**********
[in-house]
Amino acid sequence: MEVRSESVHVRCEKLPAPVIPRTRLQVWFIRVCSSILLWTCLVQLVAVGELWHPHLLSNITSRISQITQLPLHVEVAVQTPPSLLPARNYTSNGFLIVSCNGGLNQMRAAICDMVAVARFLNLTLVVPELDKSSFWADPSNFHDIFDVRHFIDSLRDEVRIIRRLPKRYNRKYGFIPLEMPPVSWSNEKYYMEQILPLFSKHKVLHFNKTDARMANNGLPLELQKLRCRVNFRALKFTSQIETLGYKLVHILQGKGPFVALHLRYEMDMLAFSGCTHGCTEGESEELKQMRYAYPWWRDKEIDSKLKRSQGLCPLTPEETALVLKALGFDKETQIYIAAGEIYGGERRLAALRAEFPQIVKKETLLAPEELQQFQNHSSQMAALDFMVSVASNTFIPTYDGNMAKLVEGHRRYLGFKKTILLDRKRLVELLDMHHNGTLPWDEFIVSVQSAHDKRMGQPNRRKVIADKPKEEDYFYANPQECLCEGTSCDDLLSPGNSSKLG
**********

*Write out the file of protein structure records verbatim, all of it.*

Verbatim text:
[in-house]
Amino acid sequence: MEVRSESVHVRCEKLPAPVIPRTRLQVWFIRVCSSILLWTCLVQLVAVGELWHPHLLSNITSRISQITQLPLHVEVAVQTPPSLLPARNYTSNGFLIVSCNGGLNQMRAAICDMVAVARFLNLTLVVPELDKSSFWADPSNFHDIFDVRHFIDSLRDEVRIIRRLPKRYNRKYGFIPLEMPPVSWSNEKYYMEQILPLFSKHKVLHFNKTDARMANNGLPLELQKLRCRVNFRALKFTSQIETLGYKLVHILQGKGPFVALHLRYEMDMLAFSGCTHGCTEGESEELKQMRYAYPWWRDKEIDSKLKRSQGLCPLTPEETALVLKALGFDKETQIYIAAGEIYGGERRLAALRAEFPQIVKKETLLAPEELQQFQNHSSQMAALDFMVSVASNTFIPTYDGNMAKLVEGHRRYLGFKKTILLDRKRLVELLDMHHNGTLPWDEFIVSVQSAHDKRMGQPNRRKVIADKPKEEDYFYANPQECLCEGTSCDDLLSPGNSSKLG